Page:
For Mary Jo Peterson, the Senate Finance Committee's offices on Capitol Hill were a magic kingdom for almost eight years.
She met her husband Geoffrey there, when he was a dashing young staff assistant to Democratic Sen. Abraham Ribicoff. Later she introduced her handsome blond stepson to senators and others as a Senate page.
Now that is all but a memory for the slim, 35-year-old committee staff clerk, who is still reeling from this month's national election. In one fell swoop, three members of the Peterson household -- mother, father and 16-year-old Geoffrey Jr. -- lost their jobs, victims of a Republican landslide that hit both executive and legislative branches of government. Only son Jamie, who at the age of 10 is too young to hold a political job, was left unaffected by the election.
"It's just so depressing," says Mary Jo, who is worrying about where she and her husband, a $50,000-a-year deputy to an assistant secretary in the Department of Commerce, will find jobs to pay the rent on their Northwest Washington house and pay off debts than remain from her husband's unsuccessful race for a Connecticut congressional seat in 1976.
"I went to bed at 12:30 on election night, when we still had a Democratic Senate," says the $24,000-a-year staffer. "I guess maybe by then I knew what was coming, but I just didn't want to watch it."
Geoffrey Jr., a promising student who devours political statistics with all the vigor that many teen-agers direct toward baseball scords, says he and his Democratic Senate page friends have been "gloomy" ever since discovering that the election will cost them their $9,000-a-year jobs and berths in the Capitol Page School.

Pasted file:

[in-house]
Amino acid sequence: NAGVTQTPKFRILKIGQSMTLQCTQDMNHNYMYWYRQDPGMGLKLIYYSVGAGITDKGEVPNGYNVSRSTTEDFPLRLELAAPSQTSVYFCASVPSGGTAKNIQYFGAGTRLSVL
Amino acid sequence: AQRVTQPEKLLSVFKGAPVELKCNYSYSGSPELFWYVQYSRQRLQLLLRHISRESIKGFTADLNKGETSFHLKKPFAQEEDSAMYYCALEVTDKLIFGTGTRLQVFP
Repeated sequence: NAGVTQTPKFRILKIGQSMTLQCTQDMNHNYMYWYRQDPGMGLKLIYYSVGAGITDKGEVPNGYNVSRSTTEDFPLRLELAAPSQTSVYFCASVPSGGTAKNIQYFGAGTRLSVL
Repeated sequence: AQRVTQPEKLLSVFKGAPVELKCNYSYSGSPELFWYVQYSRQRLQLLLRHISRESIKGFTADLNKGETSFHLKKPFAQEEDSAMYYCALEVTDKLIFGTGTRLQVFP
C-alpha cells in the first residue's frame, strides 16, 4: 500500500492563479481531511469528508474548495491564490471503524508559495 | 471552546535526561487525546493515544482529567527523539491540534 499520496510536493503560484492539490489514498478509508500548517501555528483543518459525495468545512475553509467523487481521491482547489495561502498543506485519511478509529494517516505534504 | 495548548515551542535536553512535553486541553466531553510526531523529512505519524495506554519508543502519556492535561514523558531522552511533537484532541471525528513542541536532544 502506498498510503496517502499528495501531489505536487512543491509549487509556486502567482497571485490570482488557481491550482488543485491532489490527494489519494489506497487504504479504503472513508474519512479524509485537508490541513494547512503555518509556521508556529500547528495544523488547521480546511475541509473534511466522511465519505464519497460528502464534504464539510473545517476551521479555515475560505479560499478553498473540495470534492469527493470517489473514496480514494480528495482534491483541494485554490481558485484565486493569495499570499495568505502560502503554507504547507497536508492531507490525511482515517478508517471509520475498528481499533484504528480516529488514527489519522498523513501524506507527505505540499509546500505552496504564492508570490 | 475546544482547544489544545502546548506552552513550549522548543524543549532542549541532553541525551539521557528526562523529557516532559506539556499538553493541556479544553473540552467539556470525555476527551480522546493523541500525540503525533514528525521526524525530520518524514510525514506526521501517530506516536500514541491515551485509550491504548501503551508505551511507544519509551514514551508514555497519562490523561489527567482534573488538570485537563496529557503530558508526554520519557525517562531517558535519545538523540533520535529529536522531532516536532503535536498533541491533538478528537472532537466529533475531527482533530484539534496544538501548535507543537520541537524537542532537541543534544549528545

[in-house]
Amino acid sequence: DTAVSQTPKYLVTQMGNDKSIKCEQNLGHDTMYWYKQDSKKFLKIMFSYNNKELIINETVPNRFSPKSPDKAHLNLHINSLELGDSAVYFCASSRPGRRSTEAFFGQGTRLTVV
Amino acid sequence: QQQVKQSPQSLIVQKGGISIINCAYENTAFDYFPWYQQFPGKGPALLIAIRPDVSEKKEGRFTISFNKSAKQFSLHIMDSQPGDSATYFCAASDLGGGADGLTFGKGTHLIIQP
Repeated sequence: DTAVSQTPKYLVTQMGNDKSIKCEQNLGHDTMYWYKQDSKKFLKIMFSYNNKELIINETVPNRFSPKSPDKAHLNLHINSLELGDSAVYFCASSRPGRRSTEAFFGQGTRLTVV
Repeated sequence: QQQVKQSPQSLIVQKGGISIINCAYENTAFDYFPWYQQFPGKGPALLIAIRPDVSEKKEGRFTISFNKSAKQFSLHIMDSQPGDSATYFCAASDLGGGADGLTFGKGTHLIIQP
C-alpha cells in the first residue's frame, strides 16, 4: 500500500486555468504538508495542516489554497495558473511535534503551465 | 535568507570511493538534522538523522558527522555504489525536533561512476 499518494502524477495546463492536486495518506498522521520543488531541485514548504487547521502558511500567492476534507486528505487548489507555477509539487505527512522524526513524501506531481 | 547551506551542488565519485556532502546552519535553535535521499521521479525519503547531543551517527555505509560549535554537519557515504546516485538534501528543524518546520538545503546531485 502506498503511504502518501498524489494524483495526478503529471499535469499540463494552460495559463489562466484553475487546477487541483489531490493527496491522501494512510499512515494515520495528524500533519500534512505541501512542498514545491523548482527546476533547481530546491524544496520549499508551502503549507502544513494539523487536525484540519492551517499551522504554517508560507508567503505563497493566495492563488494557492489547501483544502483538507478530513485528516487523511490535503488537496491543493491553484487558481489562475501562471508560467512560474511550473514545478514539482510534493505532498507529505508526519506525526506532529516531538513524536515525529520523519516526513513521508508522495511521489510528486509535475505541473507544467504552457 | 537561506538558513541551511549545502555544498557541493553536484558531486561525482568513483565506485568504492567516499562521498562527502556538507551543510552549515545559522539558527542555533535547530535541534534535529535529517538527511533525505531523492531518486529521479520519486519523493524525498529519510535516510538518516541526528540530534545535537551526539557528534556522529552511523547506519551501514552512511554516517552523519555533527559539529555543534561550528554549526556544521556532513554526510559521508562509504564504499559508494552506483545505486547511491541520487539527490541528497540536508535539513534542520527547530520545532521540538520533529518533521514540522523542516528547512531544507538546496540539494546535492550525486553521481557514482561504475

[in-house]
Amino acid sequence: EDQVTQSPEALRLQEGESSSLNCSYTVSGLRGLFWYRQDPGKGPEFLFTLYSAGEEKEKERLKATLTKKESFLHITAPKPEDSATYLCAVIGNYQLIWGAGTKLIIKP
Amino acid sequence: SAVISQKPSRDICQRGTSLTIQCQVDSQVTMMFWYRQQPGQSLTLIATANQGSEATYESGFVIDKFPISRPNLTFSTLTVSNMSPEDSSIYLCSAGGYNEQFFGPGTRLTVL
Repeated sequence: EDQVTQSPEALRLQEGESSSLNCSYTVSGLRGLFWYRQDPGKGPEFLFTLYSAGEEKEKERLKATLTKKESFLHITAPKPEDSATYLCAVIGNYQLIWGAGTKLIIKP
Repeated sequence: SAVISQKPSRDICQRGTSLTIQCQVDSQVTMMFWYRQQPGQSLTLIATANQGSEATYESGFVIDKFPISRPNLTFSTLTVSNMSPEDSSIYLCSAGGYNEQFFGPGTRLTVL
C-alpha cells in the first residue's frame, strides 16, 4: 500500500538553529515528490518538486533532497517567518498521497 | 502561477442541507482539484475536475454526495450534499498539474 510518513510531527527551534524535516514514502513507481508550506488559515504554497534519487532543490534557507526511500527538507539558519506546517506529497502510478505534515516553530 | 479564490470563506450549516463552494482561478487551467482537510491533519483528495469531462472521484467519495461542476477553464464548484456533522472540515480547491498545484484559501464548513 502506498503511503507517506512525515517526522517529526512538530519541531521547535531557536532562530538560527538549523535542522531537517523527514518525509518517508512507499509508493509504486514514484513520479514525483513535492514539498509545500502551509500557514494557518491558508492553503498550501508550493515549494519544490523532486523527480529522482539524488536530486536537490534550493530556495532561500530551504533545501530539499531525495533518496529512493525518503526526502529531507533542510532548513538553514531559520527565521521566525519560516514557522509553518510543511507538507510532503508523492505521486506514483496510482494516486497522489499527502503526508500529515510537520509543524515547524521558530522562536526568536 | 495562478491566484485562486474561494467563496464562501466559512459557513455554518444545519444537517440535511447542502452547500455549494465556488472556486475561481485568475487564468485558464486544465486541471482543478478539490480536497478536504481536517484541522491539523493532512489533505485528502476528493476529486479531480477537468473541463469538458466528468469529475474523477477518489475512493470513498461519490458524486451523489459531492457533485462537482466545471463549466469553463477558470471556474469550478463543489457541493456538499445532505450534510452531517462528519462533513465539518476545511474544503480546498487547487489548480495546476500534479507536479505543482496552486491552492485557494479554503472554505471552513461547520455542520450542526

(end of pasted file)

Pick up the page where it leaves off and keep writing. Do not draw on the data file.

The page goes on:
"The first time in 25 years that the Senate majority shifts, and it has to be when I'm working there," says Geoffrey Jr. ruefully. "It's like my father says: 'You live by the vote, you die by the vote.' And that's what happened."
Only 34-year-old Geoffrey Sr., a lawyer who helped generate Commerce tax policy and lobby administration positions in the Capitol, says he remains relatively unruffled by his family's personal election-day debacle. He hopes to get a lobbying job and remain in Washington.
I'm not sad or embittered that I have to go out there and find another job," he says, although he admits that post-election blues seem to making the Peterson family more irritable and tense. "I'm writing resumes, sending out notes to friends, talking to you," he said.
The Petersons' plight, first noted on National Public Radio, is typical, psychologists say, of what many soon-to-be-jobless Washington area residents are going through.
"A sudden loss is the most traumatic psychological experience a person can go through," says James W. Gottfurcht, a Los Angeles psychologist. "This election was a particularly good example. In one fell swoop, which the polls didn't even warn us about: chop, chop, chop. It was all cut off."
It would not be abnormal, psychologists say, for people who have gone through such an experience to feel anger, depression, anxiety and insecurity, as well as loss of identity, helplessness and insignificance. Such people might also find that they chronically feel exhausted, or that they are eating, sleeping or smoking too much.
For most in Washngton, they say, such symptoms should vanish before Ronald Reagan's inauguration with the help of some phpysical exercise, introspection and honest conversation with family members.
"It's not the end of us, for heaven's sake, but it's unsettling," says Mary Jo, who says she will miss the excitement of seeing celebrities like Elizabeth Taylor and Henry Kissinger, and occasionally appearing on television to the delight of her sister, a high school English teacher in Fort Lauderdale, Fla.
"This is something people are not going to get over for a long time," said Mary Jo.